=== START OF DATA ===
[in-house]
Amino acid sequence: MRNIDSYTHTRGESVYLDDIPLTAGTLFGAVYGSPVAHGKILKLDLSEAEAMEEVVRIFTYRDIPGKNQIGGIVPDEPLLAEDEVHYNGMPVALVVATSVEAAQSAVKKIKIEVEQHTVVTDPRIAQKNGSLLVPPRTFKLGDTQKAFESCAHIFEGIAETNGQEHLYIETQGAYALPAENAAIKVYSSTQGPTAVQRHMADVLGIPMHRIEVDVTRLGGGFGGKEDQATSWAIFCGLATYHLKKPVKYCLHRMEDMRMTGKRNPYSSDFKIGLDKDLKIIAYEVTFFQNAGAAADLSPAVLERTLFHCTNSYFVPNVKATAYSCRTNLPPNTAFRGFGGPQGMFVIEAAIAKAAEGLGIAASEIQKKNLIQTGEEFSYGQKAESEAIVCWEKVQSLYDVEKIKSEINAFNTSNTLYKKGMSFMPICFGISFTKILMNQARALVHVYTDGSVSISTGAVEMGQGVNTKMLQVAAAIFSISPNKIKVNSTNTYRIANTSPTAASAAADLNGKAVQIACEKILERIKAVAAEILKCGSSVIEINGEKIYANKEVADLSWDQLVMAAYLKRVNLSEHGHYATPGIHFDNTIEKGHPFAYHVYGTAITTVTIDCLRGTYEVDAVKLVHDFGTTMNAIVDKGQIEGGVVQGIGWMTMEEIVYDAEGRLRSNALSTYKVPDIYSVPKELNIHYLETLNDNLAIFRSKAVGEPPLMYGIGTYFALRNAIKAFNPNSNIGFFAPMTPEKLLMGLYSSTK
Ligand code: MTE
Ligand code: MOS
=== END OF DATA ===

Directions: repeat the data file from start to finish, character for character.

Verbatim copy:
[in-house]
Amino acid sequence: MRNIDSYTHTRGESVYLDDIPLTAGTLFGAVYGSPVAHGKILKLDLSEAEAMEEVVRIFTYRDIPGKNQIGGIVPDEPLLAEDEVHYNGMPVALVVATSVEAAQSAVKKIKIEVEQHTVVTDPRIAQKNGSLLVPPRTFKLGDTQKAFESCAHIFEGIAETNGQEHLYIETQGAYALPAENAAIKVYSSTQGPTAVQRHMADVLGIPMHRIEVDVTRLGGGFGGKEDQATSWAIFCGLATYHLKKPVKYCLHRMEDMRMTGKRNPYSSDFKIGLDKDLKIIAYEVTFFQNAGAAADLSPAVLERTLFHCTNSYFVPNVKATAYSCRTNLPPNTAFRGFGGPQGMFVIEAAIAKAAEGLGIAASEIQKKNLIQTGEEFSYGQKAESEAIVCWEKVQSLYDVEKIKSEINAFNTSNTLYKKGMSFMPICFGISFTKILMNQARALVHVYTDGSVSISTGAVEMGQGVNTKMLQVAAAIFSISPNKIKVNSTNTYRIANTSPTAASAAADLNGKAVQIACEKILERIKAVAAEILKCGSSVIEINGEKIYANKEVADLSWDQLVMAAYLKRVNLSEHGHYATPGIHFDNTIEKGHPFAYHVYGTAITTVTIDCLRGTYEVDAVKLVHDFGTTMNAIVDKGQIEGGVVQGIGWMTMEEIVYDAEGRLRSNALSTYKVPDIYSVPKELNIHYLETLNDNLAIFRSKAVGEPPLMYGIGTYFALRNAIKAFNPNSNIGFFAPMTPEKLLMGLYSSTK
Ligand code: MTE
Ligand code: MOS